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Physicists refine analysis of nano-objects

Researchers find that manipulating NMR coils enhances ability to study small objects

While nuclear magnetic resonance technology has long been used in physics to study materials, it has not been especially effective at analyzing small, thin substances. New research from University scientists published in the Review of Scientific Instruments unveils how the orientation of coils matters and can drastically increase the quality of results obtained by NMR analysis.

NMR technology works by placing an object inside of a cylindrical coil to bombard the object with radio waves, causing nuclei within the object to give off signals that offer scientists information about its composition. Because the coils use particles of the object for analysis, objects with a large number of particles have better readings, meaning that small, flat nanomaterials are extremely difficult to analyze under the traditional coils. The researchers found that using flat coils instead of cylindrical coils creates more accurate readings of these objects, expanding the scope of what can be analyzed with NMR technology, said Wencong Liu PhD’17, co-lead author of the study.

The research was born out of the issues associated with the previous NMR technique, said Vesna Mitrovic, associate professor of physics and co-lead author of the study. Because different geometries of the coil allow enhanced readings of these objects, the paper investigated optimal geometries for particular objects. Scientists are now better able to determine the properties of these small objects, which is extremely useful in a large number of areas, such as in making electronic devices, Mitrovic said.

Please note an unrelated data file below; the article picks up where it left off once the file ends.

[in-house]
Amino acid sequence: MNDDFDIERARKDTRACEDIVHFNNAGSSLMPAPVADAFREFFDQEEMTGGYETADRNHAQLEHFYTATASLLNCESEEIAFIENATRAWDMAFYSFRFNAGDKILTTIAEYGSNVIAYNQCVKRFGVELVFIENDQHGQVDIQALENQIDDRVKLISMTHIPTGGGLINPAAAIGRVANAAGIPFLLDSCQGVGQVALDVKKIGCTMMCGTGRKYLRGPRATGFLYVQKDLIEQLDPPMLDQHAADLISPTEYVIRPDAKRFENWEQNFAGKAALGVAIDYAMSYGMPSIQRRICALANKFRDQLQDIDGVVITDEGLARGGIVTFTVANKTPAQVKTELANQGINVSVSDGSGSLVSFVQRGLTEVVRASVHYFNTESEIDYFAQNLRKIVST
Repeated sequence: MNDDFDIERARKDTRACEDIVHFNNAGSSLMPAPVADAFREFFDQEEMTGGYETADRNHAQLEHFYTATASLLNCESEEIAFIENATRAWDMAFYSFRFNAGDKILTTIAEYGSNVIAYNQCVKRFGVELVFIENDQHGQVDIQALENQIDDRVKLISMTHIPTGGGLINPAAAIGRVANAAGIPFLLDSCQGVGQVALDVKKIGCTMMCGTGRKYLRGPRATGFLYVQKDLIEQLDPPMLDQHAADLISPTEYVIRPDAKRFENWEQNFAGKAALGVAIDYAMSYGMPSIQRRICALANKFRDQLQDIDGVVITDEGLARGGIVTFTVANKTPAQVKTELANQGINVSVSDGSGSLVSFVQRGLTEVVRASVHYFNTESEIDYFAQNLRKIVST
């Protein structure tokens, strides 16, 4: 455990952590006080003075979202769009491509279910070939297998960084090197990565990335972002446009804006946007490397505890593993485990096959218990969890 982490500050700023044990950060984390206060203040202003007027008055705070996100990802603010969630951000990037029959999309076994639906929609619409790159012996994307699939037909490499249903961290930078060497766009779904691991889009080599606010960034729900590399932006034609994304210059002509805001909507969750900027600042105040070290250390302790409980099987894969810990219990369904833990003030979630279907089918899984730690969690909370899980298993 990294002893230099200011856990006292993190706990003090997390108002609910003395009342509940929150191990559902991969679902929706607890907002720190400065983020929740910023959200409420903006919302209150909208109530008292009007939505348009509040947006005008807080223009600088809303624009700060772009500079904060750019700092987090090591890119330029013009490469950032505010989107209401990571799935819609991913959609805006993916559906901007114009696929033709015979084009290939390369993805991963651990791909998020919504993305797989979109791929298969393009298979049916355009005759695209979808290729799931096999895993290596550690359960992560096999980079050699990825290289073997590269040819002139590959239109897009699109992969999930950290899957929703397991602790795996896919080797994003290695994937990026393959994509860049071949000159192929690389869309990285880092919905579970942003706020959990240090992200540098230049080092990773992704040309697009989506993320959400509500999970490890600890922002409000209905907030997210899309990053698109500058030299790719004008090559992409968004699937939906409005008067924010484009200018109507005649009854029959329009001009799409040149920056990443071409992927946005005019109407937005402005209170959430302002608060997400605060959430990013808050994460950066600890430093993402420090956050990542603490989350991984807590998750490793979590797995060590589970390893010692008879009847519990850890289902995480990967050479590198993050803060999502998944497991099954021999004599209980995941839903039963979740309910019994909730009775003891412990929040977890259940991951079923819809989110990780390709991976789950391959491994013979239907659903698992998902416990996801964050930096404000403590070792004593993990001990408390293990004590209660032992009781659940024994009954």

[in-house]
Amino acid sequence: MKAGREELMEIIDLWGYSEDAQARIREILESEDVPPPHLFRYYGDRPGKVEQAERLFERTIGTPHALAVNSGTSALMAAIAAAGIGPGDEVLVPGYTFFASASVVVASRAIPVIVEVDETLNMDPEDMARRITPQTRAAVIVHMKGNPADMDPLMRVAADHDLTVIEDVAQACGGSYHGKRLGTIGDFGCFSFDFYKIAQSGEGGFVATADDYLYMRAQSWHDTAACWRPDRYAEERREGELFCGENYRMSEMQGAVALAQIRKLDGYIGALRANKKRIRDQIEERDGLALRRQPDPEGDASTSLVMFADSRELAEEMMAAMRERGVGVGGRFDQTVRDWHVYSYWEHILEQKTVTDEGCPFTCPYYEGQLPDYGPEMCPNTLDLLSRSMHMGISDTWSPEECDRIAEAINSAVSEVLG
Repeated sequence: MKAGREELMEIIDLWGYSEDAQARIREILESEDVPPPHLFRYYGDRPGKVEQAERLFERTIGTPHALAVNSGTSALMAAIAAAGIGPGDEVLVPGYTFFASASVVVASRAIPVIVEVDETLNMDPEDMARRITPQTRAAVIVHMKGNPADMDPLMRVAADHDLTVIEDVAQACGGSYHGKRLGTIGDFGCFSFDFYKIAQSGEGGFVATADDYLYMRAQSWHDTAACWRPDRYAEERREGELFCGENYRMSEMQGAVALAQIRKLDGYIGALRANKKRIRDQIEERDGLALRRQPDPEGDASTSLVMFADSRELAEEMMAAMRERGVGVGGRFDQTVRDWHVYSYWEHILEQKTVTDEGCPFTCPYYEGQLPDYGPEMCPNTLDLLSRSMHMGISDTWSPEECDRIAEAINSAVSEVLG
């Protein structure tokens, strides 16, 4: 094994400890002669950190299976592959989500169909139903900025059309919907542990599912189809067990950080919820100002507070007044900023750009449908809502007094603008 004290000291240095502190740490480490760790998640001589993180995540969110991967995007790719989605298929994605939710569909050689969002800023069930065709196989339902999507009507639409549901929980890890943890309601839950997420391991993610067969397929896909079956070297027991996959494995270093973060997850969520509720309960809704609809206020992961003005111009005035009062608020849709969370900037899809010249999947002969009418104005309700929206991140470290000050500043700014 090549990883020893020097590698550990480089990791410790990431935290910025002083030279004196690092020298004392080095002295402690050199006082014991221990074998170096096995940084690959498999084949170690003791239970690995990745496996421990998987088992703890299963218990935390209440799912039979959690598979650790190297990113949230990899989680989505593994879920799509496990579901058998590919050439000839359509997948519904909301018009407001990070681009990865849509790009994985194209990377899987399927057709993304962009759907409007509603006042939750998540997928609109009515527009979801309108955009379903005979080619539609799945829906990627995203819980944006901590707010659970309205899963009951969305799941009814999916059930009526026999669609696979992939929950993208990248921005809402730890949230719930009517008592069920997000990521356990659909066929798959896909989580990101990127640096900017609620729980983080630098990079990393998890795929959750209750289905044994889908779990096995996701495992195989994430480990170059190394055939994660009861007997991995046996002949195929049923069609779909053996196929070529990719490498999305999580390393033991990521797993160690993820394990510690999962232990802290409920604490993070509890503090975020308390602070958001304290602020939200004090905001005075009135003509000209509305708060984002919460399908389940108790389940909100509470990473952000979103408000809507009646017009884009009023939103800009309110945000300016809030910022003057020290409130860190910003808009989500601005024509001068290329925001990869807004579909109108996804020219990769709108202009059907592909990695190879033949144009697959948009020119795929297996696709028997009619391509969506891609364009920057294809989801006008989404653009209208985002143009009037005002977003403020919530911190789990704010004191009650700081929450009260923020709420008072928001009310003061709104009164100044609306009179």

This solved a prominent issue within NMR technology, said Kemp Plumb, assistant professor of physics. Because scientists previously used round coils in their experiment, they had difficulty studying square objects, since it resulted in an overabundance of empty space. The same kind of excess space existed when NMR is used to study small objects, rendering the technique ineffective.

These findings could contribute to Plumb’s area of research, which is the study of magnetism and “exotic” materials, or materials that have uncommon properties. Plumb’s work specifically focuses on the atomic-level activity that gives rise to the macroscopic aspects of an object. One example is superconducting material, or material that conducts electricity similarly to metal but is unique in that it has no resistance. The properties of the superconductor are only possible due to the activity of its electrons. NMR technology will allow him to study substances on a microscopic level to aid understanding of how these kinds of characteristics arise.

This finding also broadly expands the scope of what NMR technology can do in scientific research. The new method allows the materials being analyzed to be manipulated in a number of ways, such as applying stress or voltage, Liu said. This was not possible beforehand, as the previous method involved enclosing the object.

Correction: An earlier version of this article stated that electrons within an object give off signals during Nuclear Magnetic Resonance analysis. In fact, nuclei within an object give off signals during Nuclear Magnetic Resonance analysis. The Herald regrets the error. 


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